Abstract: The current investigation examined our prediction that sexual objectification decreases women’s experiential consumption but not material consumption. Three experiments provided converging support for this prediction. In particular, female participants reported lower tendency to engage in experiential consumption after recalling a past experience of objectification (Studies 1 and 3) and chose a material product over an experiential one after receiving objectifying comments (Study 2). Furthermore, Study 3 found that sexual objectification reduced purchase inclination of experiential products, and this effect did not emerge for material products. These findings contribute to the literature on sexual objectification by showing the impact of sexual objectification on women’s economic decisions and behaviors.

Keywords: Sexual objectification, experiential consumption, consumer behavior

Origin of the RNA world: The fate of nucleobases in warm little ponds

Origin of the RNA world: The fate of nucleobases in warm little ponds. Ben Pearce et al. Proceedings of the National Academy of Sciences. Published online before print October 2, 2017, doi: 10.1073/pnas.1710339114

Significance: There are currently two competing hypotheses for the site at which an RNA world emerged: hydrothermal vents in the deep ocean and warm little ponds. Because the former lacks wet and dry cycles, which are well known to promote polymerization (in this case, of nucleotides into RNA), we construct a comprehensive model for the origin of RNA in the latter sites. Our model advances the story and timeline of the RNA world by constraining the source of biomolecules, the environmental conditions, the timescales of reaction, and the emergence of first RNA polymers.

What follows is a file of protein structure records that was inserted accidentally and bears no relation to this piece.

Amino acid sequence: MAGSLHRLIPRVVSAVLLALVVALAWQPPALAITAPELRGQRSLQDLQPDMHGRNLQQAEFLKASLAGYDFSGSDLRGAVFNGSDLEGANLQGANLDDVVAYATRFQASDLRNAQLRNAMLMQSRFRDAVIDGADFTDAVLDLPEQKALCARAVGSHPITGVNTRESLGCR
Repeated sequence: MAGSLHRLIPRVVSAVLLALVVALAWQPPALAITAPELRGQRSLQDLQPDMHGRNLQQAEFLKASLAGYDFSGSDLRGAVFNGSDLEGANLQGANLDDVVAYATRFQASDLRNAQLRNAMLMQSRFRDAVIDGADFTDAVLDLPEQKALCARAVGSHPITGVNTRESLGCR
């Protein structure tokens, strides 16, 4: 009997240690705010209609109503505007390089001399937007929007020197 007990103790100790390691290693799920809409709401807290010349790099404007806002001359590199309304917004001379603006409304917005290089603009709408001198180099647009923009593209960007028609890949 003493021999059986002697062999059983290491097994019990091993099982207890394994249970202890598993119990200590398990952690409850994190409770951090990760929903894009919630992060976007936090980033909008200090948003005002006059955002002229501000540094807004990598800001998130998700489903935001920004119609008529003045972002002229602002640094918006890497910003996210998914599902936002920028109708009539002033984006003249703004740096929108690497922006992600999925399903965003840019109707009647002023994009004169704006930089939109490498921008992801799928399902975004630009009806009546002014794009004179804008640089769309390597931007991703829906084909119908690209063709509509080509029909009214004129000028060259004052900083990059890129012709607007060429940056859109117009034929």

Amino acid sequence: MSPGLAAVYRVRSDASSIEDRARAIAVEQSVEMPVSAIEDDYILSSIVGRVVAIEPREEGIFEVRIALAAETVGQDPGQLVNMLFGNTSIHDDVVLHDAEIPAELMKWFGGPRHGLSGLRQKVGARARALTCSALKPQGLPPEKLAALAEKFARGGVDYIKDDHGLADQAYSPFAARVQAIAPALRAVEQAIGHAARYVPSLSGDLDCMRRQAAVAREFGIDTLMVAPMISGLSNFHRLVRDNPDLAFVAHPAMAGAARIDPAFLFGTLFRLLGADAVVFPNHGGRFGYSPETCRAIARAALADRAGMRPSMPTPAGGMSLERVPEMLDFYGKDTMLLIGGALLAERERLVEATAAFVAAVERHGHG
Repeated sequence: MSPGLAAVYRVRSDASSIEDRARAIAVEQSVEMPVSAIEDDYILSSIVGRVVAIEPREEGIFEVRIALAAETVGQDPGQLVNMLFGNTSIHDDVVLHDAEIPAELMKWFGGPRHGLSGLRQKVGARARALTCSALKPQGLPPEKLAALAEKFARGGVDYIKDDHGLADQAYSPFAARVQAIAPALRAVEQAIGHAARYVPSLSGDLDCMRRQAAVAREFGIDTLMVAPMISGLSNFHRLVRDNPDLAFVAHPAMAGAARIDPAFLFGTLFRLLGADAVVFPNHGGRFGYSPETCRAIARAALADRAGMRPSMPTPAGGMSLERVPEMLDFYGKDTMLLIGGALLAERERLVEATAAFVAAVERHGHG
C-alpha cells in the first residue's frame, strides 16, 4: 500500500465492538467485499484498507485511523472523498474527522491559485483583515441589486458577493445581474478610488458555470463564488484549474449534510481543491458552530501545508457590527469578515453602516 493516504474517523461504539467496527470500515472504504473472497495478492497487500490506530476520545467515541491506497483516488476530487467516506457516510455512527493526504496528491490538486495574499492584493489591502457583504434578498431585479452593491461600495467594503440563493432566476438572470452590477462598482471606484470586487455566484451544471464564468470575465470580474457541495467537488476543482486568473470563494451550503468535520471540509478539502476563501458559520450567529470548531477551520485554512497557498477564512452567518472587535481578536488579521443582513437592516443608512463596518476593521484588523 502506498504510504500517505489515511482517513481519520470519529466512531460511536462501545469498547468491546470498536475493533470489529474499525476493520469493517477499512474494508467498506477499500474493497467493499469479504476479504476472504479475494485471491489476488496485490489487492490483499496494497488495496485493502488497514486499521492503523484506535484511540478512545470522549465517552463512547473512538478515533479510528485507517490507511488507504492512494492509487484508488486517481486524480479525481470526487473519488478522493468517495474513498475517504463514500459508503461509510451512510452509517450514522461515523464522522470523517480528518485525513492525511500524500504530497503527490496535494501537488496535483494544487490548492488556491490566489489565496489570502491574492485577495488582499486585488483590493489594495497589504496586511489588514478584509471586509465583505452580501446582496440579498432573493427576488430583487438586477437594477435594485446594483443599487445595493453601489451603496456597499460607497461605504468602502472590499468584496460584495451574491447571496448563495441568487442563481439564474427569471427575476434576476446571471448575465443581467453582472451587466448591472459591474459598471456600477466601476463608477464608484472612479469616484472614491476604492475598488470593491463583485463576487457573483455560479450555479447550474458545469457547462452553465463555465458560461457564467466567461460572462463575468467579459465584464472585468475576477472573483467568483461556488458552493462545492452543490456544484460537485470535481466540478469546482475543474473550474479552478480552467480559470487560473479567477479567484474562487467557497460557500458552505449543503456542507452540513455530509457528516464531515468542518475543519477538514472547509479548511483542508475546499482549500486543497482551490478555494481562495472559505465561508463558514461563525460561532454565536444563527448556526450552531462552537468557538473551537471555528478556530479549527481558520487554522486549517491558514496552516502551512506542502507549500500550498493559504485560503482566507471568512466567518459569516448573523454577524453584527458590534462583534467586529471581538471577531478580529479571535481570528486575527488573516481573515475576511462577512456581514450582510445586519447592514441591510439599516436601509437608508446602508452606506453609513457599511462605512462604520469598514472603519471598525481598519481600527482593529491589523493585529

Abstract: Before the origin of simple cellular life, the building blocks of RNA (nucleotides) had to form and polymerize in favorable environments on early Earth. At this time, meteorites and interplanetary dust particles delivered organics such as nucleobases (the characteristic molecules of nucleotides) to warm little ponds whose wet-dry cycles promoted rapid polymerization. We build a comprehensive numerical model for the evolution of nucleobases in warm little ponds leading to the emergence of the first nucleotides and RNA. We couple Earth's early evolution with complex prebiotic chemistry in these environments. We find that RNA polymers must have emerged very quickly after the deposition of meteorites (less than a few years). Their constituent nucleobases were primarily meteoritic in origin and not from interplanetary dust particles. Ponds appeared as continents rose out of the early global ocean, but this increasing availability of "targets" for meteorites was offset by declining meteorite bombardment rates. Moreover, the rapid losses of nucleobases to pond seepage during wet periods, and to UV photodissociation during dry periods, mean that the synthesis of nucleotides and their polymerization into RNA occurred in just one to a few wet-dry cycles. Under these conditions, RNA polymers likely appeared before 4.17 billion years ago.

Motor cortex and volitional control: Ability to suppress undesired movement

Motor cortex — to act or not to act? Christian Laut Ebbesen & Michael Brecht. Nature Reviews Neuroscience 18, 694–705 (2017), doi:10.1038/nrn.2017.119